Both of these species have spread around the world, which is a disaster

Both of these species have spread around the world, which is a disaster

Biodiversity – biological invasions of certain species of amphibians and reptiles, a source of destruction Environmental conditions They colonize, are plentiful and subject to astronomical costs. According to a study conducted Scientific report, spent 17 billion in just thirty years to combat invasive amphibians and reptiles. Two species stand out very clearly from the lot.

The bullfrog, also called the bullfrog, and the brown tree snake are responsible for these costly eradication efforts. The frog Only 96.3% of the $6.3 billion committed to the fight against invasive amphibians. The brown snake represents 99.7 percent of the 10.4 billion attempts against reptiles.

Both of these species have many aspects that are highly detrimental to biodiversity and agricultural activities. The frog reproduces very quickly and sometimes eats species that are essential to the ecosystem. The the serpent, meanwhile, can destroy a farm in its path. Thanks to the European Union bullfrog eradication plan in 2016, France also experienced a drastic decline in the number of these stowaways.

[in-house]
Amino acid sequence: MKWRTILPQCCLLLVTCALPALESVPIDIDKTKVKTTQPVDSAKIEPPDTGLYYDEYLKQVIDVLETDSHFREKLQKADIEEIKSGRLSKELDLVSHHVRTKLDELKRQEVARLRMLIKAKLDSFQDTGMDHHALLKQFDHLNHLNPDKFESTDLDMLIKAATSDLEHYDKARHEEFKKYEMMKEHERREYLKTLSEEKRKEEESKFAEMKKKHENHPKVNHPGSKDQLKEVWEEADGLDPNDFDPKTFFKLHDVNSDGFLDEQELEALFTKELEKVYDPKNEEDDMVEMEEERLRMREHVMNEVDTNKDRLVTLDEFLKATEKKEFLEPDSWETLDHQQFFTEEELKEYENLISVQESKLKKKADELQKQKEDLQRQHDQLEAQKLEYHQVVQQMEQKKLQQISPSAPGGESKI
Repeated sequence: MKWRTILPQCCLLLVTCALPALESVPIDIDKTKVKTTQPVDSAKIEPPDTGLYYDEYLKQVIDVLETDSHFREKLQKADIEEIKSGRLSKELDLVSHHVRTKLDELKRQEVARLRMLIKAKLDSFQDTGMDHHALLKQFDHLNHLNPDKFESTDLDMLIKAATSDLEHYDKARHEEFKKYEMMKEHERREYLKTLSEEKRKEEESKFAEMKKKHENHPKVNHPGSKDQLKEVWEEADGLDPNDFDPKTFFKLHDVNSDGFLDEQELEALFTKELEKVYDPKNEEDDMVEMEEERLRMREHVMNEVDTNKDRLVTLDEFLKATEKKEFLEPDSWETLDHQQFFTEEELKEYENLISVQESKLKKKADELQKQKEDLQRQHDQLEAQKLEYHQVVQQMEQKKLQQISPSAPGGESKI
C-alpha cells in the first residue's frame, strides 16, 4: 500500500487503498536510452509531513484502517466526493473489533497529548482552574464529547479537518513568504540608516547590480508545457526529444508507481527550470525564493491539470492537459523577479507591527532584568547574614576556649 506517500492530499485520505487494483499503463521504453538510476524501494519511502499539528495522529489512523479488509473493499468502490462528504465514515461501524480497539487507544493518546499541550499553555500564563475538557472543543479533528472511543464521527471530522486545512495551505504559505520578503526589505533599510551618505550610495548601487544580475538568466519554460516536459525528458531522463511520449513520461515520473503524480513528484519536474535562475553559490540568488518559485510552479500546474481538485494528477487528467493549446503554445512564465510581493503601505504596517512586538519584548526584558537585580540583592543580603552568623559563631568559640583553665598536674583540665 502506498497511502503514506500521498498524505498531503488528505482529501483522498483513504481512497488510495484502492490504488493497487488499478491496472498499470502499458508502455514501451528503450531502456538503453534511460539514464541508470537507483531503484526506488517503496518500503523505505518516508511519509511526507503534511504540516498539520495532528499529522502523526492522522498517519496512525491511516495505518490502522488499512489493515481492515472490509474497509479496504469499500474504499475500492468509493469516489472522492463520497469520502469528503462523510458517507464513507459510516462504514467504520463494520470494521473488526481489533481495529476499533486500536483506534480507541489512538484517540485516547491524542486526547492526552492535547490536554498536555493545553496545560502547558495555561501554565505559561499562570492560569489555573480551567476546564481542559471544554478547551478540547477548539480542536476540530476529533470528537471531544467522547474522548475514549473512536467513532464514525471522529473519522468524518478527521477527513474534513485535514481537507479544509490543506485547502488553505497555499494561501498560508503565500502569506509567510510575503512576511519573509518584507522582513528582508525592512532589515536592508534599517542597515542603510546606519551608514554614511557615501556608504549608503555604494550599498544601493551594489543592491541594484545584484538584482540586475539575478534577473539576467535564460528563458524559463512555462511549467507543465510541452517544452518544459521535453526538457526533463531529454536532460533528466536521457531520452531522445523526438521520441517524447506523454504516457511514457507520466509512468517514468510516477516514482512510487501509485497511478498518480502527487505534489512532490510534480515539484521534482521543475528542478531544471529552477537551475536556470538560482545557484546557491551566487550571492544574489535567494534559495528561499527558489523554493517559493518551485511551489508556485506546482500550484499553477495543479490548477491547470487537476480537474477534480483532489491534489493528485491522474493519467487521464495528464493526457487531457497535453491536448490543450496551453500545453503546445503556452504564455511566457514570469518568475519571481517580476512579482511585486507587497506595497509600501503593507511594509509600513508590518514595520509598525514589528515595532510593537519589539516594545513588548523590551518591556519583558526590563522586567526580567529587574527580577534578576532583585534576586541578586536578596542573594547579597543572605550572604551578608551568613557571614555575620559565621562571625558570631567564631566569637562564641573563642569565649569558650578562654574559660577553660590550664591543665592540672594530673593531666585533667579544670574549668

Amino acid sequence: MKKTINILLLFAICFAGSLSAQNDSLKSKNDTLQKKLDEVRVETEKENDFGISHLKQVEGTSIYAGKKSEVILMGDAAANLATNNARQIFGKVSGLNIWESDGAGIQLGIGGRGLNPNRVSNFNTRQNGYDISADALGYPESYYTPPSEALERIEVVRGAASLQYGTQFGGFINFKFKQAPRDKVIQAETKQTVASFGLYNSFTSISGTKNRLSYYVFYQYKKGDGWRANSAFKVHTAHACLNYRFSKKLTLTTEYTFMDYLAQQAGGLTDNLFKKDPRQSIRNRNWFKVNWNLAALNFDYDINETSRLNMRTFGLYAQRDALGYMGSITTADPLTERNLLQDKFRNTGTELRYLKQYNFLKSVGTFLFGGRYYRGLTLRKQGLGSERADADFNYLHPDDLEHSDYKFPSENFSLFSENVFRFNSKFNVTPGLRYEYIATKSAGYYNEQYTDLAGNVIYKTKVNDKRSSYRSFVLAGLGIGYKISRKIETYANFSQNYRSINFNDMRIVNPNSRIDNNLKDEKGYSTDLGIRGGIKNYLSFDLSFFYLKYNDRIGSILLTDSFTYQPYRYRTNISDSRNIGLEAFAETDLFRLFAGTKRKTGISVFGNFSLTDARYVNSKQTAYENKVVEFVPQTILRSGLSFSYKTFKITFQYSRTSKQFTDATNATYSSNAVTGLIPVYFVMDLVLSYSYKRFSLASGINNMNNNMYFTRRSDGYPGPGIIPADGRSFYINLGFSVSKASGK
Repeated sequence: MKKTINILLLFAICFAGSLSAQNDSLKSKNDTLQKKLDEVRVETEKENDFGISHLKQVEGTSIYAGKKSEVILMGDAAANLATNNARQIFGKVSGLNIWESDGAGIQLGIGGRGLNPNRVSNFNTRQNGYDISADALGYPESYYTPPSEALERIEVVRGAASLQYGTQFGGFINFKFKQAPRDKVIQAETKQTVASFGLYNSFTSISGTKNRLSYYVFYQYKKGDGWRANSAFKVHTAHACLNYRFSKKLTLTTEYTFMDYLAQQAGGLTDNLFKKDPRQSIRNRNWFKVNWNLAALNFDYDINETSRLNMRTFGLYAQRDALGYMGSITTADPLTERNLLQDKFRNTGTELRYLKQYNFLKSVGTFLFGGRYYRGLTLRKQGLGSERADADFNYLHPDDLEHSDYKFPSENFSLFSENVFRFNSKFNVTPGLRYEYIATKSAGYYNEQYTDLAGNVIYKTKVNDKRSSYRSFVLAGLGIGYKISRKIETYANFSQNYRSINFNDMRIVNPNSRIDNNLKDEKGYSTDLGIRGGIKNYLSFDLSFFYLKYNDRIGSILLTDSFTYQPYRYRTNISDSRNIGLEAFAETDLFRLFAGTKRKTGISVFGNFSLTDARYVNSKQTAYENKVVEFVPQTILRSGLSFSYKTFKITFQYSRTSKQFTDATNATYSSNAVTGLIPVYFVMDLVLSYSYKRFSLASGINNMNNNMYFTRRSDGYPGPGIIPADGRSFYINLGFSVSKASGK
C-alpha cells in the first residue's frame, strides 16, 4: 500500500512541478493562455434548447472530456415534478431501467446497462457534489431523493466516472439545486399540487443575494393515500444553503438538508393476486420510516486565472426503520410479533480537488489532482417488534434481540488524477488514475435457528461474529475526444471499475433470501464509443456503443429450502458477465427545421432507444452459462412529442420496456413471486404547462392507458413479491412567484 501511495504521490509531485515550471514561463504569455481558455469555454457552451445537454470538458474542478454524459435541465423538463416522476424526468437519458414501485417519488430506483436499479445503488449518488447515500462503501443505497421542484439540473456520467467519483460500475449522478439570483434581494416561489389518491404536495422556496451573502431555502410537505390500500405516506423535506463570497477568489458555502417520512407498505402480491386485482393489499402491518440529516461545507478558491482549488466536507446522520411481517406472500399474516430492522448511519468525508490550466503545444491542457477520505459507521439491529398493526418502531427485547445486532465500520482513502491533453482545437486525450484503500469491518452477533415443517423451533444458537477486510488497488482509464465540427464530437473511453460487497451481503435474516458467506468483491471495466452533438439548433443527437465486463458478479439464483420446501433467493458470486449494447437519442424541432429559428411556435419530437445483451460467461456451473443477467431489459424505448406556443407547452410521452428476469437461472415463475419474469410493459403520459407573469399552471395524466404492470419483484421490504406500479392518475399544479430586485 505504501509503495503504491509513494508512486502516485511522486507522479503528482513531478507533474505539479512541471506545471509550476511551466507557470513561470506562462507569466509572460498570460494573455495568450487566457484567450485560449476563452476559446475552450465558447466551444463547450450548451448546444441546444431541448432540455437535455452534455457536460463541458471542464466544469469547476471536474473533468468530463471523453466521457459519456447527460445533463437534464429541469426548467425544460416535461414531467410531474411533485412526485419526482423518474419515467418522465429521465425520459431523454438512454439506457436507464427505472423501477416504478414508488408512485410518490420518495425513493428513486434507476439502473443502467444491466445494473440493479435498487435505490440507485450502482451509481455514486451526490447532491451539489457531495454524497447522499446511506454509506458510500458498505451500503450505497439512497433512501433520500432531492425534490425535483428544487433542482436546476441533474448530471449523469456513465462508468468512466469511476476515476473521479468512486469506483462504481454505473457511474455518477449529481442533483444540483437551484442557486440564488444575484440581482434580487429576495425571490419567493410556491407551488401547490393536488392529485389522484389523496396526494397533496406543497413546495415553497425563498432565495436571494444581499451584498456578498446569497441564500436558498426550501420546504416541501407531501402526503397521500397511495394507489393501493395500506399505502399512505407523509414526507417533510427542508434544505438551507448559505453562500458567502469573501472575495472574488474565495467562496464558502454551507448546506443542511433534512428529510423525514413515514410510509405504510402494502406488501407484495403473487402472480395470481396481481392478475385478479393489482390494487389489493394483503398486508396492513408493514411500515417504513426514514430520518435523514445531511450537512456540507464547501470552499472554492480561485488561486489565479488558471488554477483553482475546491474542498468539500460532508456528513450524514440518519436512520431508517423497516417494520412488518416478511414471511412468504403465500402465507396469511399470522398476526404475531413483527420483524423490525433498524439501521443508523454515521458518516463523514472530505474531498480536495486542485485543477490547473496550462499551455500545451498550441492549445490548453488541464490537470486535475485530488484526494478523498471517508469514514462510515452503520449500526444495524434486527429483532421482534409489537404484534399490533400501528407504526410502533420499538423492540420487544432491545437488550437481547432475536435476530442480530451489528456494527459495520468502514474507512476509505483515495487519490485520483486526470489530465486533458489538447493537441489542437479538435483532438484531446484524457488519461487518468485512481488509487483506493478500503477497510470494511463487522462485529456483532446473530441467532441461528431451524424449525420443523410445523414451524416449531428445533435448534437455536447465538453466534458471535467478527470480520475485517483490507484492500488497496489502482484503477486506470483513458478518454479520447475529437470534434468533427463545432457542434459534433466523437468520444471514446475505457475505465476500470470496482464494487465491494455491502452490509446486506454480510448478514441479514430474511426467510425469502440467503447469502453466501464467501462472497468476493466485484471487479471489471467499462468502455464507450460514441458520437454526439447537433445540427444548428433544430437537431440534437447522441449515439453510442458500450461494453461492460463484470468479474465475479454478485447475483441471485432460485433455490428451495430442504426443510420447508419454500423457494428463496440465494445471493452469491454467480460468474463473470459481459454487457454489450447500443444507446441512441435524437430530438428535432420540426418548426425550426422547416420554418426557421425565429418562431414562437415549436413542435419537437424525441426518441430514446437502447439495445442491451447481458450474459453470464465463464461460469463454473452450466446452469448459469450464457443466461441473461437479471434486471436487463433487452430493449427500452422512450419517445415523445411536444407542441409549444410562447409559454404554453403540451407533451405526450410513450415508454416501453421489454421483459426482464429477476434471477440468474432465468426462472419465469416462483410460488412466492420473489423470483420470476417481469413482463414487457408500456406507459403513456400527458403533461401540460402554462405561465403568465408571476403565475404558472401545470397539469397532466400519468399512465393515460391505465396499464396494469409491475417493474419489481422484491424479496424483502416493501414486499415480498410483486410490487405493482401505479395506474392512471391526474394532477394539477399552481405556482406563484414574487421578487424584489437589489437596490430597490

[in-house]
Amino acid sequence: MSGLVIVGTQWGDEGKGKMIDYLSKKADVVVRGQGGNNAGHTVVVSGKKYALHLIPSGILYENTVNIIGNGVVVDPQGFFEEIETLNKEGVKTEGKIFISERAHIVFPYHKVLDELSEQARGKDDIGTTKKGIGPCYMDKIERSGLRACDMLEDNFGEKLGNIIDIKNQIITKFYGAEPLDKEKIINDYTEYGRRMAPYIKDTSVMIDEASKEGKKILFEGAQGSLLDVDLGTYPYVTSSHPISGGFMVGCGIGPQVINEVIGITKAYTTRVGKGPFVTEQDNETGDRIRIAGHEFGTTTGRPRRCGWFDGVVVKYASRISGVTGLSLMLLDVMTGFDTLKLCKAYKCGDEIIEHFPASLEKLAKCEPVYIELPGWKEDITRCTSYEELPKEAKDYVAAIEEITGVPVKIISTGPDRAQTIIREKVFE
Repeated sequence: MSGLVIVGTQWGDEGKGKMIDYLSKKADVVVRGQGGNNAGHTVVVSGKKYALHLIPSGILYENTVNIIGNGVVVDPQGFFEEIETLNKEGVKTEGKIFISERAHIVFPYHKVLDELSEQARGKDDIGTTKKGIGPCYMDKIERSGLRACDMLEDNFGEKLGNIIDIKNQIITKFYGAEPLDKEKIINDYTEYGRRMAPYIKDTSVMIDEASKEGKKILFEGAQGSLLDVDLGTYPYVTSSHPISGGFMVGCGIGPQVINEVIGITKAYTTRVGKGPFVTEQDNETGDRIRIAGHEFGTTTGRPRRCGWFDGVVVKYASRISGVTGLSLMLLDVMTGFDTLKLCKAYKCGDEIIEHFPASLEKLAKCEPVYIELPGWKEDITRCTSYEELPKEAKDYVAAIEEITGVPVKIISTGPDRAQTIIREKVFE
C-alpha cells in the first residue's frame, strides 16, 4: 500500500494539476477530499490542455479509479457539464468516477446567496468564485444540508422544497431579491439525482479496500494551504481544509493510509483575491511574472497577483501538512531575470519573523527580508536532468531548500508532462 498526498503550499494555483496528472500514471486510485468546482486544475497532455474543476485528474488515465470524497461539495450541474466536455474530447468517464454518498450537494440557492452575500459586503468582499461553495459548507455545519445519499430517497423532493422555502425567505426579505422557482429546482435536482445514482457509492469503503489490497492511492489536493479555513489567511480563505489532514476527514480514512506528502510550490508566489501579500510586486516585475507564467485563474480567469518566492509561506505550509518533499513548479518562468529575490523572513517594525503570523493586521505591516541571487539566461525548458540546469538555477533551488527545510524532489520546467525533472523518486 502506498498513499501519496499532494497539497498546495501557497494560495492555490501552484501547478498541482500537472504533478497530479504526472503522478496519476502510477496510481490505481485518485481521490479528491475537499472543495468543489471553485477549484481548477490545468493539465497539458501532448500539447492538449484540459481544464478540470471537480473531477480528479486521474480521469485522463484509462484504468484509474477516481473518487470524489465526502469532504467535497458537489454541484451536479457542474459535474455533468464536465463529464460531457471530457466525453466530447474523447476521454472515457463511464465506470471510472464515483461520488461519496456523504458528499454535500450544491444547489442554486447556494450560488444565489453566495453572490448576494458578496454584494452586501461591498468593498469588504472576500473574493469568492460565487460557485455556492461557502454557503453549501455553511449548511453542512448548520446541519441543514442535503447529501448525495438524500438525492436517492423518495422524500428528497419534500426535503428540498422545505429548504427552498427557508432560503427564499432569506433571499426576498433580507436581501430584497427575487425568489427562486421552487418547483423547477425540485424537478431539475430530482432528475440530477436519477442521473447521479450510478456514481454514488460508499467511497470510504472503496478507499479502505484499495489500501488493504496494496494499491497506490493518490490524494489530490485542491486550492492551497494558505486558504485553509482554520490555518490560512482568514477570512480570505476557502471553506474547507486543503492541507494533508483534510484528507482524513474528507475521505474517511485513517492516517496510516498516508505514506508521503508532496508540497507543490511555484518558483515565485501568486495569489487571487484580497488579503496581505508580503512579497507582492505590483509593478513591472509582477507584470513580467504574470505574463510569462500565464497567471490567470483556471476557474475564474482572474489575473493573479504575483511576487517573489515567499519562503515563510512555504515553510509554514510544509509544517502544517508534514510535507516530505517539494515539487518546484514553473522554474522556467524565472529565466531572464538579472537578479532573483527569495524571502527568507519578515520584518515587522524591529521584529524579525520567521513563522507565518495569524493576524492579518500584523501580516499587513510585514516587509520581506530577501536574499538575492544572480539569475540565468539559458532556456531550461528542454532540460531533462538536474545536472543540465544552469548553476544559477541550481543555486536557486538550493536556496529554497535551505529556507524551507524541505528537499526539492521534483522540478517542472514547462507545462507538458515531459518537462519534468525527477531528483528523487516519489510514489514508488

From Invasion to Extinction

Europe and Australia top the list of countries that have spent more than $10 billion to see them disappear. But whatever their location, the reason these rude guests are established is none other than human: as the authors suggest, the worldwide traffic of exotic species is responsible for this.

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Transportation of species It is an unprecedented intensification into new territories and is accelerating with the globalization of trade and transport networks. These phenomena often lead to invasions, which involve environmental impacts Species extinction Indigenous populations and disturbances in the functioning of local ecosystems.

Therefore, the researchers suggest that the costs associated with amphibian and reptile invasions can be reduced by investing in measures aimed at limiting the global movement of invasive species and by early detection of invasions.

See also Le HuffPost:

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